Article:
Graduate student in business marketingAnti-racism is:
“Anti-racism to me is making a conscious decision to acknowledge that systemic racial injustice and discrimination currently exists, as well as understanding that certain people hold privileges over others and experience life differently.”
Finding the Beauty in my Uniqueness
I was fortunate to be born and raised in the San Francisco Bay Area, where it’s so diverse.
Growing up, it felt good to see people who looked like me and to get to know those who were different. My parents also instilled in me the idea that it’s OK to have friends that don’t look like you. With that mindset and my ability to quickly make friends, I never found reasons to discriminate against or dislike someone based on anything related to race.
Growing up in Oakland, I’ve had “The Talk” and I’ve also listened in on conversations my parents had with my younger brother. If the police ever stopped us, we had to make sure our hands were visible; we spoke clearly using “yes sir/ma’am;” and we didn’t make any swift movements. My parents made it clear that I would get pulled over for DWB (driving while Black).
No, I don’t think there will ever be a time that we won’t have to talk about racism. Although history is in the past, it repeats itself and has shaped so much of this country’s current systems, laws, curricula, prejudices and more. Talking about racism also helps people not be ignorant or insensitive to someone of a different ethnicity or skin color.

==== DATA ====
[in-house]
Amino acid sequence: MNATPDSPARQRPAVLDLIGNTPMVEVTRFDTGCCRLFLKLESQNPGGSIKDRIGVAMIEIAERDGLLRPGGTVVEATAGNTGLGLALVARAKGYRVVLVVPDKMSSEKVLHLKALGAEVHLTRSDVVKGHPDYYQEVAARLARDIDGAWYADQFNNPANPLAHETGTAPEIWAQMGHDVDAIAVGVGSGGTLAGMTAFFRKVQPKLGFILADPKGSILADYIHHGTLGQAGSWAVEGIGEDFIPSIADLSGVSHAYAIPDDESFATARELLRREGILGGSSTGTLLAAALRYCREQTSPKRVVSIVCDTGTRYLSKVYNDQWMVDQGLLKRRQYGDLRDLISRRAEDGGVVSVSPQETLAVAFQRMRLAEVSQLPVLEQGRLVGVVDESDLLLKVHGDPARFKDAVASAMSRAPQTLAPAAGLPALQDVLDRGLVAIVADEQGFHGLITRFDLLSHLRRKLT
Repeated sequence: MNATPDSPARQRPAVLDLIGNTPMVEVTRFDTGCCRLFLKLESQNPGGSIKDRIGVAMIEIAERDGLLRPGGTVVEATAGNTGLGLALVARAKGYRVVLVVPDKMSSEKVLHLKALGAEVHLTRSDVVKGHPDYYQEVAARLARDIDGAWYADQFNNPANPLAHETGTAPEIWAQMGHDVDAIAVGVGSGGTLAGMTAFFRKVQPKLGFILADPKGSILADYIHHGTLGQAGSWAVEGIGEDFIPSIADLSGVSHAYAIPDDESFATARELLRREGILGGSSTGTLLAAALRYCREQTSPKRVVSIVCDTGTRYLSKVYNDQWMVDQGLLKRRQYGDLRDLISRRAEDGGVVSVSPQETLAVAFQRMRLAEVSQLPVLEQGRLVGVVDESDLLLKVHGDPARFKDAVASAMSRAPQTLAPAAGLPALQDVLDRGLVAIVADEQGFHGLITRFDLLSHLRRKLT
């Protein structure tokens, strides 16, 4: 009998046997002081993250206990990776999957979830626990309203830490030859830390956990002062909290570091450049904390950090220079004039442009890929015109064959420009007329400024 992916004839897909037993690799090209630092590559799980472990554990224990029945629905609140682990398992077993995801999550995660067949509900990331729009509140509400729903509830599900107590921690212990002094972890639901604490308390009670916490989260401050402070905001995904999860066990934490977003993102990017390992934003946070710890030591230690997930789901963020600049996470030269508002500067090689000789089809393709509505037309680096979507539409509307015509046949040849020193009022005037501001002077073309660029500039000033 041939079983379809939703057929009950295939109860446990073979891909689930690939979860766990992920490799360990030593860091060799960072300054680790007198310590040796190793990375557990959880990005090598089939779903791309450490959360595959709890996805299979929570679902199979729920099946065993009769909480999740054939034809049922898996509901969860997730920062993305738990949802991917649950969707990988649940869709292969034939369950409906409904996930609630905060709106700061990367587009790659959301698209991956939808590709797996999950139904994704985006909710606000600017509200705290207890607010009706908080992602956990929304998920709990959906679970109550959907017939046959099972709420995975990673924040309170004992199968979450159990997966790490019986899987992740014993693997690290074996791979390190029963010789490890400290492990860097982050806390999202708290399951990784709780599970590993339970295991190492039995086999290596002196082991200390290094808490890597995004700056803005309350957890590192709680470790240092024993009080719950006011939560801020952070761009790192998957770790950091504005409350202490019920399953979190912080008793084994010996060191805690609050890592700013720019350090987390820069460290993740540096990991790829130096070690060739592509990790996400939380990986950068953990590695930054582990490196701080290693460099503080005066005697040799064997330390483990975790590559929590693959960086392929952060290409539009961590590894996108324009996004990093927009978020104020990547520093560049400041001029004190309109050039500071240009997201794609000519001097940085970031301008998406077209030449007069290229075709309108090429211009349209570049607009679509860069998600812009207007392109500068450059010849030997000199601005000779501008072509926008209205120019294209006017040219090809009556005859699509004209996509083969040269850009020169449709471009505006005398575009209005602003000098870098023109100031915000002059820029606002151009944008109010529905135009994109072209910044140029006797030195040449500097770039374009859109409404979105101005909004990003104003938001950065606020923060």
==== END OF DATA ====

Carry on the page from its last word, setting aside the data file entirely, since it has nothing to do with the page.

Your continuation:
Those talks from my parents came rushing back this past summer as the world protested social injustice and the murder of George Floyd. It’s been challenging to watch history repeat itself in the middle of a pandemic.
And being away from home made it harder to figure out ways to cope. In reaction to the recurring instances of racial injustice, I went through a flood of emotions like anger, confusion, disbelief and helplessness. Having to see a new hashtag of another dead Black person almost every day made me want to disconnect from my social media. It was emotionally draining.
Every day I felt on edge because I didn’t know what would happen, nor could I do anything to help the situation immediately.
I’ve made it a point to focus more on my mental health by doing things like more self-care/love and creating a better work-life balance. I’ve also joined Big West Undivided, a conference-wide diversity, equity and inclusion committee.
If the past summer events prove anything, I believe we will always have to talk about racism.
From now on, I want to bring about change by educating myself on Black history and being open to sharing my experiences with others. Education, I believe, will give me a better appreciation of the differences that make me unique and find commonality with people or cultures that are outside of my unique Black experience.
Carolyn Gill is a business marketing graduate student and a starting forward on the Titans women’s basketball team. She is a member of the Big West Undivided Committee, a conference-wide diversity, equity and inclusion group seeking ways to combat racism, fight for social justice, and support the Black Lives Matter movement and other nonviolent organizations.